EU countries and lawmakers at the European Parliament on Monday clinched a deal on rules to secure the bloc’s supply of critical raw materials ranging from aluminium to lithium, amid a race with the U.S. and China.
The European Commission proposed the Critical Raw Materials Act in March to ensure the EU’s access to a secure, affordable and sustainable supply of raw materials crucial to the digital industry, aerospace and defence sectors, and the green energy push.
The draft rules needed to be thrashed out with EU countries and lawmakers before they could become legislation. Both sides agreed the final details on Monday, Spain, which currently holds the rotating EU presidency, said on social media platform X.
The agreed rules set targets for the region to mine 10% of the critical raw materials it consumes, such as lithium, and for the first time copper and nickel, with recycling adding a further 25%.
They also set out a list of 34 critical raw materials and 17 strategic raw materials.
Large companies exposed to shortages of strategic raw materials in strategic technologies, such as battery manufacturers, hydrogen producers and renewable energy generators, will be required to do a regular risk assessment of their supply chain of critical raw materials.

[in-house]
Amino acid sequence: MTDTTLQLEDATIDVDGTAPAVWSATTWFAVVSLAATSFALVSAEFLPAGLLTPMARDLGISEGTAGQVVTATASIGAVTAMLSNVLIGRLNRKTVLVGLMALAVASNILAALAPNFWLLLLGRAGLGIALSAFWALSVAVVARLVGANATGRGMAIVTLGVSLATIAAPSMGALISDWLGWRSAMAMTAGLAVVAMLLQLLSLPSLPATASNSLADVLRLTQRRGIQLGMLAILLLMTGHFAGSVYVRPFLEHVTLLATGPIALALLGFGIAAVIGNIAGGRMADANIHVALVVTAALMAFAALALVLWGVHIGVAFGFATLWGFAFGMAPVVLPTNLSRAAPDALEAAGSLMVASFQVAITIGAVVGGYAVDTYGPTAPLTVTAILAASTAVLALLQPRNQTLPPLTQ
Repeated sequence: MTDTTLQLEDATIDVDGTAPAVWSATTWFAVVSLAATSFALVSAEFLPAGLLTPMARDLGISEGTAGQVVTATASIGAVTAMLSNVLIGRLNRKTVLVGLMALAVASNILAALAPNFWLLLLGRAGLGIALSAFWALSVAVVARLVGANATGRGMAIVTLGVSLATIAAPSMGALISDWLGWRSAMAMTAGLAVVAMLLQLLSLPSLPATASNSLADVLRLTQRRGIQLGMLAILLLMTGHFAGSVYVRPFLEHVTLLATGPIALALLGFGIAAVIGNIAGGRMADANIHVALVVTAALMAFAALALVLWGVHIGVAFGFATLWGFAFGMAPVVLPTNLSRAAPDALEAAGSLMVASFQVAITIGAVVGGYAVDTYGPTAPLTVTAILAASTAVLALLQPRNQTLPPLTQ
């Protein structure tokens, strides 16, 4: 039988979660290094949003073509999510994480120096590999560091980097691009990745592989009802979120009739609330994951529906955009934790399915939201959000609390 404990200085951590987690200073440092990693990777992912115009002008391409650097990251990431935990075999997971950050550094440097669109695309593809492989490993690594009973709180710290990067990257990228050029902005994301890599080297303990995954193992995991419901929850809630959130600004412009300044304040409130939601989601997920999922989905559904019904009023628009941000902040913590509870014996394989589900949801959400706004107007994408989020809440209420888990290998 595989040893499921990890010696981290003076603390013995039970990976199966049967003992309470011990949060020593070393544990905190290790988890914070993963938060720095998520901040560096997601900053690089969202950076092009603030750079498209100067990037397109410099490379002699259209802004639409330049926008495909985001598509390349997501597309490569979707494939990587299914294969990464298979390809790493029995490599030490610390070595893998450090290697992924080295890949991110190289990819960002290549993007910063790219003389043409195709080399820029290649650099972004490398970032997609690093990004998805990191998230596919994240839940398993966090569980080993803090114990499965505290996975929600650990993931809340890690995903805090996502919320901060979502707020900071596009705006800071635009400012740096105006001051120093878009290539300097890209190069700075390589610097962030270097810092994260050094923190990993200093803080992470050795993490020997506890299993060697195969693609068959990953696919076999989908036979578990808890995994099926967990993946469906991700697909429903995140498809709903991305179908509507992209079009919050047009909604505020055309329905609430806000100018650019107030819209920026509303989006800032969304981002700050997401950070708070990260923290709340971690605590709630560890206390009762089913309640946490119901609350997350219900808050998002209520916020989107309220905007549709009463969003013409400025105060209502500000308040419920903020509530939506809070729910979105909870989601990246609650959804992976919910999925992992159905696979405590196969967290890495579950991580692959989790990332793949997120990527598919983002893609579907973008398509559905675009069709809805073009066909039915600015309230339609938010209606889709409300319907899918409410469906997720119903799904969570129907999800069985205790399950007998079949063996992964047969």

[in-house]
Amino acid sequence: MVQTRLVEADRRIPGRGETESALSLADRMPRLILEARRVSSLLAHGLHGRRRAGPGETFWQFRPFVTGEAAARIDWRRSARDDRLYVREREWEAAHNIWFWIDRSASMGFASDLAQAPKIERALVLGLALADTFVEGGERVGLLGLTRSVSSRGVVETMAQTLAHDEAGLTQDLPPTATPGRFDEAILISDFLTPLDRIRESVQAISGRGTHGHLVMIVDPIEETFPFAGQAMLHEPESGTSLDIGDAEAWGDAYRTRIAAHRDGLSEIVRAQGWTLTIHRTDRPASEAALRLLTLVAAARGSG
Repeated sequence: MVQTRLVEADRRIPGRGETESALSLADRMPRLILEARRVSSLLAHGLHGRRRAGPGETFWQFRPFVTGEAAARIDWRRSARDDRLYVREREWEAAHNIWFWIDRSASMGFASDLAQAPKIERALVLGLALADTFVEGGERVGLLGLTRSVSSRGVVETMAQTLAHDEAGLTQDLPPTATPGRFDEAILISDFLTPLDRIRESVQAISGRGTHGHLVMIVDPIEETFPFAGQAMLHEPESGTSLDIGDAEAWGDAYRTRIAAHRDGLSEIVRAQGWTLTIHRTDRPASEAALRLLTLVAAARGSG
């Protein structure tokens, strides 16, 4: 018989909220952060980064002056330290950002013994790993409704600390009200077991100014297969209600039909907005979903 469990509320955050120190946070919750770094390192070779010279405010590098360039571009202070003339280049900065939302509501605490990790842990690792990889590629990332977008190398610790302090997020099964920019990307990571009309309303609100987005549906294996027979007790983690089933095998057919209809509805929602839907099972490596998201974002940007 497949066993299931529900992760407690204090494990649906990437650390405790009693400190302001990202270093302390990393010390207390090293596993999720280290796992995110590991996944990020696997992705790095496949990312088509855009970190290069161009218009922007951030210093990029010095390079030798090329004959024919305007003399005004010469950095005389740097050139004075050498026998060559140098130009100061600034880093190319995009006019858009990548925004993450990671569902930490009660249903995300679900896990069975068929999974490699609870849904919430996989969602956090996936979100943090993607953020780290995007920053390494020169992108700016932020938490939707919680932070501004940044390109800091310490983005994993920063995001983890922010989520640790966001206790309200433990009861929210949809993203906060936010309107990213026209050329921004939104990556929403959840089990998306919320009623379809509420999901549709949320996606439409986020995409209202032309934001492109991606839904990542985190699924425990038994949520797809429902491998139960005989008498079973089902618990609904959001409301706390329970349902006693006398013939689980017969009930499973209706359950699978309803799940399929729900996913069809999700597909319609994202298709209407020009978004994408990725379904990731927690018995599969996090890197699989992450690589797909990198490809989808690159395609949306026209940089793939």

The EU is currently heavily reliant on China for rare earths and lithium, which are vital materials for the green transition.
EU industry chief Thierry Breton said in a statement that without action, Europe risked supply shortages and unwanted dependencies.
“With this new law, we are increasing our extracting, processing, refining and recycling capacities in Europe with the highest environmental and social standards,” he said.
The bloc will work with member states to identify strategic projects that will benefit from shorter and more efficient permitting procedures and easier access to finance, he added.
Member states will have the possibility to object on whether a project will be developed within their borders.